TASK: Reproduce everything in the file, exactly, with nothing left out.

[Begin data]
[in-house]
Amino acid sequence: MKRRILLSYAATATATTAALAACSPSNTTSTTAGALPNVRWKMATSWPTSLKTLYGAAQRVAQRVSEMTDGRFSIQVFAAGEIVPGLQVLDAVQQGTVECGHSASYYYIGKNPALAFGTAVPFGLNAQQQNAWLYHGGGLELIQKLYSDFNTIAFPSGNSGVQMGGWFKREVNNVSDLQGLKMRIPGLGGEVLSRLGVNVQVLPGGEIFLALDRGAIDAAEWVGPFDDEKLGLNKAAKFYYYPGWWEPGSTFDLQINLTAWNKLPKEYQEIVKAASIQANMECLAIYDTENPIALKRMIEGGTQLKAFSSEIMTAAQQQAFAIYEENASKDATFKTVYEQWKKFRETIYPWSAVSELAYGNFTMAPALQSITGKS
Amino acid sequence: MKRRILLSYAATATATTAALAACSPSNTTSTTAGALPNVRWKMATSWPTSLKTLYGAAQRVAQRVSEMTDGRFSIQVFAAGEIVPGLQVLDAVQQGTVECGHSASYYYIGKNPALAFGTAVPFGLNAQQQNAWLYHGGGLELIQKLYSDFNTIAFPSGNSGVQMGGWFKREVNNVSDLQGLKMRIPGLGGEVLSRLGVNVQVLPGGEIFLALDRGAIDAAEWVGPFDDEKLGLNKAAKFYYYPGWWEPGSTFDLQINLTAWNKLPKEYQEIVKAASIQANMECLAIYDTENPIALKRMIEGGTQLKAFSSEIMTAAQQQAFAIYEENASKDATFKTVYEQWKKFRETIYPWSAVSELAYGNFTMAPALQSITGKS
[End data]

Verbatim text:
[in-house]
Amino acid sequence: MKRRILLSYAATATATTAALAACSPSNTTSTTAGALPNVRWKMATSWPTSLKTLYGAAQRVAQRVSEMTDGRFSIQVFAAGEIVPGLQVLDAVQQGTVECGHSASYYYIGKNPALAFGTAVPFGLNAQQQNAWLYHGGGLELIQKLYSDFNTIAFPSGNSGVQMGGWFKREVNNVSDLQGLKMRIPGLGGEVLSRLGVNVQVLPGGEIFLALDRGAIDAAEWVGPFDDEKLGLNKAAKFYYYPGWWEPGSTFDLQINLTAWNKLPKEYQEIVKAASIQANMECLAIYDTENPIALKRMIEGGTQLKAFSSEIMTAAQQQAFAIYEENASKDATFKTVYEQWKKFRETIYPWSAVSELAYGNFTMAPALQSITGKS
Amino acid sequence: MKRRILLSYAATATATTAALAACSPSNTTSTTAGALPNVRWKMATSWPTSLKTLYGAAQRVAQRVSEMTDGRFSIQVFAAGEIVPGLQVLDAVQQGTVECGHSASYYYIGKNPALAFGTAVPFGLNAQQQNAWLYHGGGLELIQKLYSDFNTIAFPSGNSGVQMGGWFKREVNNVSDLQGLKMRIPGLGGEVLSRLGVNVQVLPGGEIFLALDRGAIDAAEWVGPFDDEKLGLNKAAKFYYYPGWWEPGSTFDLQINLTAWNKLPKEYQEIVKAASIQANMECLAIYDTENPIALKRMIEGGTQLKAFSSEIMTAAQQQAFAIYEENASKDATFKTVYEQWKKFRETIYPWSAVSELAYGNFTMAPALQSITGKS